The (a)symmetrization is applied to the initial wavefunction only. However, if the keyword persist is given and when an improved relaxation run is performed, then the (a)symmetrization is done additionally after each orbital relaxation.
parity = I ((,S),I1(,S),..) I = Number DOF which is to be (a)symmetrized. S = persist
Similar to sym1d and asym1d. Functions which are predominantly symmetric are symmetrized, and those predominantly anti-symmetric are anti-symmetrized.
The (a)symmetrization is applied to the initial wavefunction only. However, if the keyword persist is given and when an improved relaxation run is performed, then the (a)symmetrization is done additionally after each orbital relaxation.
sym2d = I ((,S),I1(,S),..)

asym2d = I ((,S),I1(,S),..)
I = Number 2D-mode which is to be (a)symmetrized. S = persist
phi(x,y) = phi(y,x), for symmetrization and phi(x,y) = -phi(y,x) for asymmetrization. The mode(s) specified must be 2D combined modes and the primitive grids within these modes must be identical.
The (a)symmetrization is applied to the initial wavefunction only. However, if the keyword persist is given and when an improved relaxation run is performed, then the (a)symmetrization is done additionally after each orbital relaxation.
nsym2d = I ((,S),I1(,S),..) I = Number of the 2D-mode for which the symmetric and antisymmetric combinations of the spfs have to be made. S = persist
The mode(s) specified must be 2D combined modes and the primitive grids within these modes must be identical. NOTE: This also changes the A-vector! (see the example input "H2H2_nsym.inp" in the "Further Example inputs" section)
sym2kleg = I (,I1,...)

asym2kleg = I (,I1,...)
I = Number of 4D-mode (2x KLeg/K) which is to be (a)symmetrized.
phi(θ1,k12,k2) = phi(θ2,k21,k1) for symmetrization and phi(θ1,k12,k2) = −phi(θ2,k21,k1) for asymmetrization. The mode(s) specified must be 4D combined modes of the form KLeg/K/KLeg/K, and the primitive grids for the two KLeg and K DOFs must be identical.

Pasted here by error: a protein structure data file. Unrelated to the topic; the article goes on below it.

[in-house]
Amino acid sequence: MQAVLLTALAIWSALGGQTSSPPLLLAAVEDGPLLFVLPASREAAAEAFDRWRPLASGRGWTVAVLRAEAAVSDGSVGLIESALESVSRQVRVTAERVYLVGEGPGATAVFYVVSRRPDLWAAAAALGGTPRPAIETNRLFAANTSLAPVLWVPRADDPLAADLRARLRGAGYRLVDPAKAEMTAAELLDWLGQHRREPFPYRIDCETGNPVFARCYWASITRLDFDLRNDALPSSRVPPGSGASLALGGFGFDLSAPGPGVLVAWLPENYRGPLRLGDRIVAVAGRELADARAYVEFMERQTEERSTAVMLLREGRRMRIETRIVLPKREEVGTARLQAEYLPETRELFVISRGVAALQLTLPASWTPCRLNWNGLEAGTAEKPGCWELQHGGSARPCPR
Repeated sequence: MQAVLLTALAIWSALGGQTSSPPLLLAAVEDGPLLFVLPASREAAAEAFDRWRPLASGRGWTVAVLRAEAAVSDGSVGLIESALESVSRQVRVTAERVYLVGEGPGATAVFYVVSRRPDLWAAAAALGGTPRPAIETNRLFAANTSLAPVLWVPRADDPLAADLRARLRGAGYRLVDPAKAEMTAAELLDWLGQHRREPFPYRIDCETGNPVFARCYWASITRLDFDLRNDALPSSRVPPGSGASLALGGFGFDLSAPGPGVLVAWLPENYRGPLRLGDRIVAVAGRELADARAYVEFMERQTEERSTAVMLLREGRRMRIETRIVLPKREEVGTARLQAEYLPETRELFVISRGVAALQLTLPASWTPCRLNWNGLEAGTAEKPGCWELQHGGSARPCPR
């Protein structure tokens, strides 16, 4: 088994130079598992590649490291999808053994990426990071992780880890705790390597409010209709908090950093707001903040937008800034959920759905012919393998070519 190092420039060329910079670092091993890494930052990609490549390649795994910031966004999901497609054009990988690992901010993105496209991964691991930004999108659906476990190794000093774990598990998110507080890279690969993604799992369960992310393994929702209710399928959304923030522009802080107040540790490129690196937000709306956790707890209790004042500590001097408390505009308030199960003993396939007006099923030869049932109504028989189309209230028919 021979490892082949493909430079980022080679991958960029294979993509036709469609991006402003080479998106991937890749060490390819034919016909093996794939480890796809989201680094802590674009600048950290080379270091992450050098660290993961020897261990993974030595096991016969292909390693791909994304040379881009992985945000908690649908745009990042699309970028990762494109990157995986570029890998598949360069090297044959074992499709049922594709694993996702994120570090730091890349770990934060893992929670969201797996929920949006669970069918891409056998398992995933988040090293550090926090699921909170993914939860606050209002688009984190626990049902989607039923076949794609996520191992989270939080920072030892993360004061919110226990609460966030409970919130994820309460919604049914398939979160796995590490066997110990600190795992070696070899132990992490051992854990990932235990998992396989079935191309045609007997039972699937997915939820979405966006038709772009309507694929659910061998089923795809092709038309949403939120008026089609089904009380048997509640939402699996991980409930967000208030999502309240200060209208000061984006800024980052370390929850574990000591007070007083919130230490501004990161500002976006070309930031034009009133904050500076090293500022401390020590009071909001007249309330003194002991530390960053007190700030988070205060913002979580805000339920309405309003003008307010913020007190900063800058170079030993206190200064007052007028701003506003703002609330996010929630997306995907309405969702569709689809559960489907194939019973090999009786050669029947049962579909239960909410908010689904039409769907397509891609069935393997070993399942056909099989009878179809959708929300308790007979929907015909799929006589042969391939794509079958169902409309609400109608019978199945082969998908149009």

sym3d = I ((,S),I1(,S),..) I = Number 3D-mode which is to be symmetrized. S = persist
phi(x,y,z) = phi(y,z,x) = phi(z,x,y) = phi(y,x,z) = phi(x,z,y) = phi(z,y,x). The mode(s) specified must be 3D combined modes and the primitive grids within these modes must be identical. The symmetrization is applied to the initial wavefunction only. However, if the argument persist is given and when an improved relaxation run is performed, then the symmetrization is done additionally after each orbital relaxation.
symcoeff ( = S,S1,I1,I2,...) S, S1 = persist, dav
I1,I2,... = mode numbers for partial symmetrization.
All arguments are optional. The A-vector is symmetrised by summing all permutations of its indices. This makes only sense, if all modes are identical, i.e. if the id keyword (SPF-Basis-Section) is used. The symmetrization is applied to the initial wavefunction only. However, if the argument persist is given and when an improved relaxation run is performed, then the symmetrization is done additionally after each orbital relaxation. When the argument dav is given, a symmetrization of each Davidson vector is performed in addition. The argument dav should only be given for relaxation runs using the RDAV or RRDAV  "integrator", otherwise dav is ignored.
If integers I1, I2, .. are given as argument, only a sub-set of modes (particles) will be symmetrized, (useful for mixtures). E.g.: if symcoeff=2,3,4 is given, only particle 2, 3, and 4 are symmetrized. In such a case there may be several (a)symcoeff statements, as long as they refer to different modes (particles).
asymcoeff ( = S,S1,I1,I2,...) S, S1 = persist, dav
I1,I2,... = mode numbers for partial symmetrization.
The A-vector is asymmetrised by summing sig(P)*A(P(j1,..,jp)), where P denotes a permutation. This makes only sense, if all modes are identical, i.e. if the id keyword (SPF-Basis-Section) is used for the modes to be anti-symmetrized.
For a description of the arguments, see symcoeff
correction = S1,S2 S1,S2 = edstr, dia, ad, hh2.
edstr: compute the (uncorrected) energy distribution for the flux analysis.
dia: compute the diabatically corrected energy distribution. This should be used as default.
ad: adiabatic correction.
hh2: use the routines specially written for  H+H2  reactive scattering using LSTH PES.
hh2-bkmp2: use the routines specially written for  H+H2 reactive scattering using BKMP2 PES.
Note that the translational degree of freedom has to be specified by the trans keyword if it is not the first DOF.